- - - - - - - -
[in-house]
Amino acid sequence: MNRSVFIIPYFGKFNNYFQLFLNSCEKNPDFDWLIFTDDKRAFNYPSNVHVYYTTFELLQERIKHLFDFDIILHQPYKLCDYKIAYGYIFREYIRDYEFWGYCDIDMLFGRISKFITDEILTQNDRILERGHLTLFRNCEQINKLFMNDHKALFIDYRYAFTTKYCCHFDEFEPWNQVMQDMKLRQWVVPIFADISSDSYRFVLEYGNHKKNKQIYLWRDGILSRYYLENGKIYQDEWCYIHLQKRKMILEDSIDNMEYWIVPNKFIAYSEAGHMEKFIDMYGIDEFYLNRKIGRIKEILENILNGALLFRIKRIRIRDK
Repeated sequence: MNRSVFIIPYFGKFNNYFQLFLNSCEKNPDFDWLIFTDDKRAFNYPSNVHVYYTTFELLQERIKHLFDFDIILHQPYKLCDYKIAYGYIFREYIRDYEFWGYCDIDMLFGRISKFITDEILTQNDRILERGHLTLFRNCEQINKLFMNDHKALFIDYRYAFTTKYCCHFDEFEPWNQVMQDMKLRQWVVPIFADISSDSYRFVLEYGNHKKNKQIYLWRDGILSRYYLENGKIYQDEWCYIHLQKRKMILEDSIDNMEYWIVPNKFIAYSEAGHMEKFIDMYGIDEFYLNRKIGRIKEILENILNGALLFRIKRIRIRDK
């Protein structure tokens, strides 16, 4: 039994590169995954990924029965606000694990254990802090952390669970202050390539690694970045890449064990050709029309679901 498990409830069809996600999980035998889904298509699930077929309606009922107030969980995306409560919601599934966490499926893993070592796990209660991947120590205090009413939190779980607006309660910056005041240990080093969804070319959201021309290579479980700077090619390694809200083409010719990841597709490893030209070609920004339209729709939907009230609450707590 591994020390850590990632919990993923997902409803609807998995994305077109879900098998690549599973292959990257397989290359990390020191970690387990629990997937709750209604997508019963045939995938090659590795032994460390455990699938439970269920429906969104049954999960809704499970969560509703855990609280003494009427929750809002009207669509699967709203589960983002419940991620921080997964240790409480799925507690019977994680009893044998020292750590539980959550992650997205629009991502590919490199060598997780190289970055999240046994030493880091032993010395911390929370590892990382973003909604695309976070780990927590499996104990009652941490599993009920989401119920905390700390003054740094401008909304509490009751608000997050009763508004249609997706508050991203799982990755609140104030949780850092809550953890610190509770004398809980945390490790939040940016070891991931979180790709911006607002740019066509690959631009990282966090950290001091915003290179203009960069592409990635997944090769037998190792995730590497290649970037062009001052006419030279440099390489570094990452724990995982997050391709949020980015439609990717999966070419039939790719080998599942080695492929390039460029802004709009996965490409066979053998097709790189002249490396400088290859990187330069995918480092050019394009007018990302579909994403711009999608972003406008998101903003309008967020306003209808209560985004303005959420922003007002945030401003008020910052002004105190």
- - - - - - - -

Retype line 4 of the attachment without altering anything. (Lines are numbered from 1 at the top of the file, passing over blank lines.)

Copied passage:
């Protein structure tokens, strides 16, 4: 039994590169995954990924029965606000694990254990802090952390669970202050390539690694970045890449064990050709029309679901 498990409830069809996600999980035998889904298509699930077929309606009922107030969980995306409560919601599934966490499926893993070592796990209660991947120590205090009413939190779980607006309660910056005041240990080093969804070319959201021309290579479980700077090619390694809200083409010719990841597709490893030209070609920004339209729709939907009230609450707590 591994020390850590990632919990993923997902409803609807998995994305077109879900098998690549599973292959990257397989290359990390020191970690387990629990997937709750209604997508019963045939995938090659590795032994460390455990699938439970269920429906969104049954999960809704499970969560509703855990609280003494009427929750809002009207669509699967709203589960983002419940991620921080997964240790409480799925507690019977994680009893044998020292750590539980959550992650997205629009991502590919490199060598997780190289970055999240046994030493880091032993010395911390929370590892990382973003909604695309976070780990927590499996104990009652941490599993009920989401119920905390700390003054740094401008909304509490009751608000997050009763508004249609997706508050991203799982990755609140104030949780850092809550953890610190509770004398809980945390490790939040940016070891991931979180790709911006607002740019066509690959631009990282966090950290001091915003290179203009960069592409990635997944090769037998190792995730590497290649970037062009001052006419030279440099390489570094990452724990995982997050391709949020980015439609990717999966070419039939790719080998599942080695492929390039460029802004709009996965490409066979053998097709790189002249490396400088290859990187330069995918480092050019394009007018990302579909994403711009999608972003406008998101903003309008967020306003209808209560985004303005959420922003007002945030401003008020910052002004105190």